By Rebecca Drew
THIS WOMAN survived being viciously mauled by FIVE of her grandma’s BULL MASTIFF DOGS when she was just ELEVEN which saw her in hospital for THREE-MONTHS and was cruelly labelled a ‘dog chew toy’ at school by bullies – but now wants to show that scars are beautiful.
Landscaper, Jynnie Kent (26) from Oshawa, Ontario, Canada, was at her grandma’s on her 11th birthday when she went outside to play with her dogs but instead was brutally attacked by five of her bull mastiffs which were later put down.
Jynnie’s grandad found her and tried to pull the dogs off her whilst Jynnie was rushed to hospital and suffered 13 tears all over her body and more than 150 puncture wounds which required more than 1,000 stitches. Jynnie was in a coma for two days after the attack and in hospital for three months while she recovered and learnt to walk again.
Jynnie’s throat was ripped open and the main artery in her right leg was lacerated and she lost a lot of blood. After 10 hours of surgery and skin grafts her leg was saved but she will continue to see her specialist for the rest of her life as she is at risk of artery collapse which would result in her having her leg amputated from the hip.
At school, Jynnie was mercilessly bullied by her peers and called a ‘dog chew toy’ and told that the dogs should have killed her, this saw her struggle with depression and self-harm for eight-years.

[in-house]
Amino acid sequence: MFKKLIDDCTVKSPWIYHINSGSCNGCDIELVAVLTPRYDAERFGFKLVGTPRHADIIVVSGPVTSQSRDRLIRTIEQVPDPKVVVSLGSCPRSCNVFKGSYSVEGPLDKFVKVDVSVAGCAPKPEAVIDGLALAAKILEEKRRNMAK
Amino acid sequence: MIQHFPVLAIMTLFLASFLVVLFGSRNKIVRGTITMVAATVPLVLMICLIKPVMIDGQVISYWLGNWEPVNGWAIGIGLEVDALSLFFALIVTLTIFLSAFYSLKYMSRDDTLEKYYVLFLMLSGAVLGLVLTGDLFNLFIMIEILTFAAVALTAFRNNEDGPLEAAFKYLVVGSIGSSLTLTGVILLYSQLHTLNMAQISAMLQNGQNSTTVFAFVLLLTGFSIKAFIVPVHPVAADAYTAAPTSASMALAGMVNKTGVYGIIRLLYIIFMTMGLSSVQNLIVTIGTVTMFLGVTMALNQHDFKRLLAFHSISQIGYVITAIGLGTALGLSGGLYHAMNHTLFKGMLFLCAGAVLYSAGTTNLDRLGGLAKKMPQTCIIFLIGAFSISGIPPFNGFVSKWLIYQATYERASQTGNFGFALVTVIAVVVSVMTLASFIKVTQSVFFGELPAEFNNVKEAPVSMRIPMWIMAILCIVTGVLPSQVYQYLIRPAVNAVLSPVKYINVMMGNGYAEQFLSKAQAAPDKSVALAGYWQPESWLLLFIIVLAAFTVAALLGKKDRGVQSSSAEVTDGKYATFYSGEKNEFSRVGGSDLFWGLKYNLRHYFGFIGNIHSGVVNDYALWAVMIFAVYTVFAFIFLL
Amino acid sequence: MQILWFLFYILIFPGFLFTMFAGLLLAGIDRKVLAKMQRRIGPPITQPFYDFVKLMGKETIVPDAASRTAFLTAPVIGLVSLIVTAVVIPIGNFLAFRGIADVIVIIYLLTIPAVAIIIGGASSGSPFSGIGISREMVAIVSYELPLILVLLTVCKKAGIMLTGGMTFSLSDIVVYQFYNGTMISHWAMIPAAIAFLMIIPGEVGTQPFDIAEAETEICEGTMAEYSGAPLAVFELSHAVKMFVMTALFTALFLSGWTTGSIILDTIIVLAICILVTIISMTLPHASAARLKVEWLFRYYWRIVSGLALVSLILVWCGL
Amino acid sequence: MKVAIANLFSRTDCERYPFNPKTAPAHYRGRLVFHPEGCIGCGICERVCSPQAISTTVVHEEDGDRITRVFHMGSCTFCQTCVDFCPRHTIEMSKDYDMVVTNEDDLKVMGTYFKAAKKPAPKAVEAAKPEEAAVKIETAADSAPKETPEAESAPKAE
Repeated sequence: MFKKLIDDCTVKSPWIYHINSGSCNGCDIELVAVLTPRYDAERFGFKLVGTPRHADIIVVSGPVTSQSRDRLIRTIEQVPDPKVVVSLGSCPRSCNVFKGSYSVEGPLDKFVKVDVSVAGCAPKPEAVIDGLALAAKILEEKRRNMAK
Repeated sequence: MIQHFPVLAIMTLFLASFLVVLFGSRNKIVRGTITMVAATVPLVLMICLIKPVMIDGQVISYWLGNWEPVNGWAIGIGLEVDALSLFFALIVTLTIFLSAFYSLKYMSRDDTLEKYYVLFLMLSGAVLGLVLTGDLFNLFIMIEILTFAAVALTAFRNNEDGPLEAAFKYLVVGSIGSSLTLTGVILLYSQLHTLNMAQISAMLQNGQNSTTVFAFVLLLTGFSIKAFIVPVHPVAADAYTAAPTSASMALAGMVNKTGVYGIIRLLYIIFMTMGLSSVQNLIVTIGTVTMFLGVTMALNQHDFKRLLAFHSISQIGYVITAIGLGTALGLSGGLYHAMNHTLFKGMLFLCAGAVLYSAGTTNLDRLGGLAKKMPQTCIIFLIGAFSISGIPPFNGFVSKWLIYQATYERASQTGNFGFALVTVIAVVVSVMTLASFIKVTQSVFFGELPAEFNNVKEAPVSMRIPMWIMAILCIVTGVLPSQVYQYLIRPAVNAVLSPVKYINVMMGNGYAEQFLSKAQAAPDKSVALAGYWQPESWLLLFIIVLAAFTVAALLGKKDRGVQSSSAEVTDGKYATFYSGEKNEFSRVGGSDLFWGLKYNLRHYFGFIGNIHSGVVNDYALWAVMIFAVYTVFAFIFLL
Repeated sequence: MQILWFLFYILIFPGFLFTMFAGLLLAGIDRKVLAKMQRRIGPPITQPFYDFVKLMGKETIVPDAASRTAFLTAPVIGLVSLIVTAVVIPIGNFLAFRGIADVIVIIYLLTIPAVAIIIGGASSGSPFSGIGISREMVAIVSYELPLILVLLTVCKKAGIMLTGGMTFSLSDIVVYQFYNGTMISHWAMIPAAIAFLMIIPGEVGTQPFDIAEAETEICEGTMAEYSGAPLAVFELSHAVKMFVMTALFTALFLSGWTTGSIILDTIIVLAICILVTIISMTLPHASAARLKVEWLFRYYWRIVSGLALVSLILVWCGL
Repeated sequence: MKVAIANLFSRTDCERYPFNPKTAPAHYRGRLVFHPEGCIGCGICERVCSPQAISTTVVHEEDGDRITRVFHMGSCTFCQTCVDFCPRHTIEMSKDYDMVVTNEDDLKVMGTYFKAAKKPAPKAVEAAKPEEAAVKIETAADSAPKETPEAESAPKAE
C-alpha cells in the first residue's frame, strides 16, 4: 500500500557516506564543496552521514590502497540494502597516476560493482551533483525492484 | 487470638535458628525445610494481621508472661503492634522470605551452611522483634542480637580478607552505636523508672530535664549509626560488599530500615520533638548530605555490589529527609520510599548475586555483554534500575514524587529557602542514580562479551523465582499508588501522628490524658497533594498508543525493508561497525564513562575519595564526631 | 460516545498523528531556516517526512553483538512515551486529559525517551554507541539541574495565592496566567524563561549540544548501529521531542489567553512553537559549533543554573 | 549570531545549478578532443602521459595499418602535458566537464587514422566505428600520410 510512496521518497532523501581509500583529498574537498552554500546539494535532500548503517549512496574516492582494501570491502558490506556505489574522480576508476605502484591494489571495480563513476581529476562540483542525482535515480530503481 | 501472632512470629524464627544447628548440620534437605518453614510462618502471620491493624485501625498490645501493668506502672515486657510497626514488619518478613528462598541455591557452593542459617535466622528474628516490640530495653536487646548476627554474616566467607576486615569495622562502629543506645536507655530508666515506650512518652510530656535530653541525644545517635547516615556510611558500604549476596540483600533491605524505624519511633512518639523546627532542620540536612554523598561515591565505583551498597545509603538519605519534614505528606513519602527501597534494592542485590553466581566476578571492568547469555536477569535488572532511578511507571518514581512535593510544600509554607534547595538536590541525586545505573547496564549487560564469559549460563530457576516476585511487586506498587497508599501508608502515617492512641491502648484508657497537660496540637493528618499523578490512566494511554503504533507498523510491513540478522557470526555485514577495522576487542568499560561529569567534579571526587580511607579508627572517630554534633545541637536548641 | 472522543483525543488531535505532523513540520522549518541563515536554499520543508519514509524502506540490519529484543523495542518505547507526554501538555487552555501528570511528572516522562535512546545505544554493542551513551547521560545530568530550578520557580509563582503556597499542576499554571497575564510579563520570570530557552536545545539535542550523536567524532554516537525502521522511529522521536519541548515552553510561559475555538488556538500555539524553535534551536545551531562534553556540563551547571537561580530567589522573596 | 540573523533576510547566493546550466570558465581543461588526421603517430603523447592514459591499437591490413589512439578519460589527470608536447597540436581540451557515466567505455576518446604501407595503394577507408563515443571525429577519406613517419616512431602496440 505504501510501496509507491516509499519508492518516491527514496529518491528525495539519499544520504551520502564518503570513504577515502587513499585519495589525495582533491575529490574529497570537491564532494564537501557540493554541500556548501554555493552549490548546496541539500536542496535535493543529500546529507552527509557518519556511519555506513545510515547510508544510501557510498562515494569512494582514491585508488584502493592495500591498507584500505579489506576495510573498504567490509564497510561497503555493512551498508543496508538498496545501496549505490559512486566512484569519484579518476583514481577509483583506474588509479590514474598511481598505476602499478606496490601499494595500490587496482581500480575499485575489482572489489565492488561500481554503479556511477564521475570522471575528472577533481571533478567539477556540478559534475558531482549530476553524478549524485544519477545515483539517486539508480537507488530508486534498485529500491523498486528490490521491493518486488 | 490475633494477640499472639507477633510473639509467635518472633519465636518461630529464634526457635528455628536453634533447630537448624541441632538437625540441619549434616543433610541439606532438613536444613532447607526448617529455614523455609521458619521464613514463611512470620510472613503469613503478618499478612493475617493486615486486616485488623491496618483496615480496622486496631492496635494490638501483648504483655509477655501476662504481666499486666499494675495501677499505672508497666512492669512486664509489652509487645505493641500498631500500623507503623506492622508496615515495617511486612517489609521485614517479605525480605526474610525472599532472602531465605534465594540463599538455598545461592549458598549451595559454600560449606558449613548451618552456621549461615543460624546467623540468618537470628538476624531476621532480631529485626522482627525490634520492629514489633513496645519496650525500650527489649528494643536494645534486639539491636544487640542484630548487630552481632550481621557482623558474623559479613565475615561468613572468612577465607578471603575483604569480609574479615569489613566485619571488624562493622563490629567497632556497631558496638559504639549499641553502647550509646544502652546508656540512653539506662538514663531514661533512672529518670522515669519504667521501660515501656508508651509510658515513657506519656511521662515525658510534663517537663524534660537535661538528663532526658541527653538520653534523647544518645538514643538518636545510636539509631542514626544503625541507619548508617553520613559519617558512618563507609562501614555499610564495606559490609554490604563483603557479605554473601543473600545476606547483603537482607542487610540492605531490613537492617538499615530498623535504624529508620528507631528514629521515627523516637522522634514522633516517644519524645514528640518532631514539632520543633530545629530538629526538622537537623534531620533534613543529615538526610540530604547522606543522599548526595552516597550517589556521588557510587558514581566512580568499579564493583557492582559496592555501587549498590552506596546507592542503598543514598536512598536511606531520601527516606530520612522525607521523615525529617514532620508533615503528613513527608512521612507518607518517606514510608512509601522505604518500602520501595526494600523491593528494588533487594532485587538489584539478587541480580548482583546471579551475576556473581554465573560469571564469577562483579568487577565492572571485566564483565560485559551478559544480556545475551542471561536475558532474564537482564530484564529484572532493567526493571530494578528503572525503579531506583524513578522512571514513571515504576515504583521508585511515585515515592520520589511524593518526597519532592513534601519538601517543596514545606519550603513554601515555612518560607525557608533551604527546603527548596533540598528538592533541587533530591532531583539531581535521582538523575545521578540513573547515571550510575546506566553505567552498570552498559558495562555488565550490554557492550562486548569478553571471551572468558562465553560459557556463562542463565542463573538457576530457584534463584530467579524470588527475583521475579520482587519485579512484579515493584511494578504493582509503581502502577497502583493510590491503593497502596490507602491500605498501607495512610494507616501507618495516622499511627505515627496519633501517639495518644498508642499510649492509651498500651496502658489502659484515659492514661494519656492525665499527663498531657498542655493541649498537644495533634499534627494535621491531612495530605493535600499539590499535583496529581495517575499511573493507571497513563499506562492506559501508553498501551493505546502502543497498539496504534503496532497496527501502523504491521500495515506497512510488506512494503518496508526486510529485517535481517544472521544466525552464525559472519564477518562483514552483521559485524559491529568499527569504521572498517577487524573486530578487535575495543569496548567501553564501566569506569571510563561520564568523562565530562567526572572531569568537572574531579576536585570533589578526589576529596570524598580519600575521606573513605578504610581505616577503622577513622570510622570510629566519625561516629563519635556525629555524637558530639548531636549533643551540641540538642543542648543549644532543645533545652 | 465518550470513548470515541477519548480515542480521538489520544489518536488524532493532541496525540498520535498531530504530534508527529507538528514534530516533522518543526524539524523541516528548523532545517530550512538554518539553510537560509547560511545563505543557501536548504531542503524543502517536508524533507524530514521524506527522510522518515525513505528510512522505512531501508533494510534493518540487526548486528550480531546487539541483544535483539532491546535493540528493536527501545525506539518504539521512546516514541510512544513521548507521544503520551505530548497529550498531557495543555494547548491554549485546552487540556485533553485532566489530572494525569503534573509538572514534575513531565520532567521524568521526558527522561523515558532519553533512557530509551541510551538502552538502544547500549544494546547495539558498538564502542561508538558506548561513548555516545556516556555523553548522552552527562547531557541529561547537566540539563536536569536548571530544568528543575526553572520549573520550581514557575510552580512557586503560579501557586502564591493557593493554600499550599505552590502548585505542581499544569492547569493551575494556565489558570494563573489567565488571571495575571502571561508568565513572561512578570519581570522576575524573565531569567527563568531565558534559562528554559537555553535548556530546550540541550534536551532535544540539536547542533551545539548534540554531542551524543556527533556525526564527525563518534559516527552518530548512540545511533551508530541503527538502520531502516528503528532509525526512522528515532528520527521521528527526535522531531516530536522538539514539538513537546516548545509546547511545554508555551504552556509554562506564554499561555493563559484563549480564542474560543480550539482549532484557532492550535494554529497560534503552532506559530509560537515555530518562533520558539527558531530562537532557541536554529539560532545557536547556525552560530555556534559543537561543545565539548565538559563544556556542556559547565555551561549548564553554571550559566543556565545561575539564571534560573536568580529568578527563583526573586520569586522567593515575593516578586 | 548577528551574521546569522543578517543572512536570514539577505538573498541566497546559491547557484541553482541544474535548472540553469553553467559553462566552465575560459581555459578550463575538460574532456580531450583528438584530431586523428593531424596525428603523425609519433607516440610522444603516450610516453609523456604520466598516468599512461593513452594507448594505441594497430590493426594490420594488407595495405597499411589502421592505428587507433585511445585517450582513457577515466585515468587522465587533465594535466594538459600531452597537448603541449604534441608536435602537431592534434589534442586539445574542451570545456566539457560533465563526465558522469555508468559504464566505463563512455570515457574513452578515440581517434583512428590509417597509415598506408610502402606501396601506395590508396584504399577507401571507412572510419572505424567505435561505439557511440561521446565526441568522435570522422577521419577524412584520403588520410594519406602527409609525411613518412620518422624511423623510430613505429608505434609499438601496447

But as summer approached in 2008, Jynnie decided she was tired of covering up and hiding away so decided with her mum’s support to embrace her scars in shorts and hasn’t looked back since. Now Jynnie hopes to be a role model to men and women to show them that scars are beautiful and something to be proud of.
“On October 26, 2003, I was viciously mauled by five of my grandmother’s bull mastiff dogs leaving my entire body scarred. I suffered 13 tears all over my body, over 150 puncture wounds and about 1,000 stitches inside and outside of my body. I had a skin grafting repair on my lower right leg, suffered severe blood loss and I was hospitalised for three months,” said Jynnie.
“When my grandfather realised what was happening to me in the backyard he rushed outside and began to beat the dogs off me, but they didn’t want to stop. When my grandfather found me I was at the point of giving up and prepared to die because I could barely speak or breathe because one of the dogs had ripped my throat open.
“It was cold and rainy that day, while I was being attacked the dogs were able to rip all of my winter clothes off, such as my winter coat, snow pants and boots and due to the rain it was very muddy in the yard and I was covered in mud. When I arrived at the hospital, I was rushed in on a stretcher and the nurse kept yelling asking my grandmother if I was a burns victim, I looked completely black due to the blood and mud, I was unrecognisable.
“The dogs had torn the main artery in my right leg and that there was no pulse, the doctors decided that they would have to amputate my right leg to the hip but before they made the decision, they decided to call a vascular surgeon by the name of Dr Rubin who came in and took over the procedure.